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PensionsEurope defends financial-stability role of pension funds

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PensionsEurope has mounted a robust defence of the role of pension funds in the global financial system in response to claims from asset managers that they pose a risk to international financial stability.

The association was responding to the consultation paper from the Financial Stability Board (FSB) on proposed policy recommendations to address structural vulnerabilities for asset management activities.

In its paper, the FSB made a number of recommendations to address what it sees as four main ways in which asset managers are structurally vulnerable, with two of the four – liquidity mismatch and leverage – considered the most important.             

But a fifth area – which the policy proposals do not address – concerns the potential risks to financial stability that stem from pension funds and sovereign wealth funds.

Previously, BlackRock, Vanguard and industry groups had suggested pension funds should not be exempt from being classed as ‘global systemically important financial institutions’ (SIFIs).

And the FSB has hinted that pension funds could yet be considered systemically important.

But PensionsEurope, in its response to the policy proposals, said: “We agree with the FSB statement that pension funds contribute to the stability of the financial system thanks to their long-term horizon and due to the fact their investment choices are not significantly affected by temporary fluctuations of the markets.”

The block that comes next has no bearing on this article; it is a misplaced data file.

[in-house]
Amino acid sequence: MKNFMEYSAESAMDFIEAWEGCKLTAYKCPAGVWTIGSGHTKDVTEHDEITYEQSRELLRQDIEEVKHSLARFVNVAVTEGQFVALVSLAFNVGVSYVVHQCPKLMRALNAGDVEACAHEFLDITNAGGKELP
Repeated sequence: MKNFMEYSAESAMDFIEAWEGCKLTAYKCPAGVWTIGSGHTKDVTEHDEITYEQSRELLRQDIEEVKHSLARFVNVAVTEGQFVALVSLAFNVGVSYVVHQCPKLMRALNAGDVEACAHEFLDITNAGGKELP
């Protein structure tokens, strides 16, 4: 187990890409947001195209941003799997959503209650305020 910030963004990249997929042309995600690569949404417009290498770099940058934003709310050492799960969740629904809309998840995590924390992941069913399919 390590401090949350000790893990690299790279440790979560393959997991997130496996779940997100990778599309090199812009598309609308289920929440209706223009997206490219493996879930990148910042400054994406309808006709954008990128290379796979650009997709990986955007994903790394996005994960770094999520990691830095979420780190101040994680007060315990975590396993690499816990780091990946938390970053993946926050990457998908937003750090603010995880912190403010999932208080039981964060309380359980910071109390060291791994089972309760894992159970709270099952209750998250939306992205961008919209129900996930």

It said some asset managers seemed to “generalise or overestimate” the risk that pension funds could pose to the financial system, in requesting the FSB/IOSCO to also include pension funds in the NBNI-work.

And it noted that pension funds – as opposed to asset managers – were subject to extensive regulatory (prudential) oversight, based on the European IORP Directive, and on national regulations.

“Controlling the assets does not mean pension funds reallocate assets in a non-prudent manner or are a source of systemic risk,” PensionsEurope said.

It added that the European Insurance and Occupational Pensions Authority (EIOPA) – in its first European IORP Stress Test Report of 2015 – recognised that IORPs posed no systemic risk.

On the contrary, “they are able to mitigate financial shocks and work as a stabilising factor for the financial sector,” PensionsEurope said.

In terms of specific investment risks, the industry group dismissed references to “unproved potential for liquidity risk in some types of defined contribution (DC) pension funds”.

Apart from a situation where the IORP allows a member to transfer the capital value of the accrued benefit to another IORP or insurance company, it said, “the member cannot withdraw his benefits from the plan – moreover, there is a requirement for the assets of an IORP to be invested predominantly on regulated markets”.

And in relation to the use of derivatives by IORPs, PensionsEurope said: “We would like to reiterate that pension funds can only use derivatives to hedge risks and not to speculate – hence, the potential build-up of leverage is limited.”

It concluded with a stern warning for regulators.

“Regarding the use of less liquid assets, we recommend to authorities to refrain from over-regulating the pension funds sector, as requirements decrease the liquidity in the markets, making them more rigid,” it said.

“A more rigid market may prove not to be resilient in times of crisis.”         

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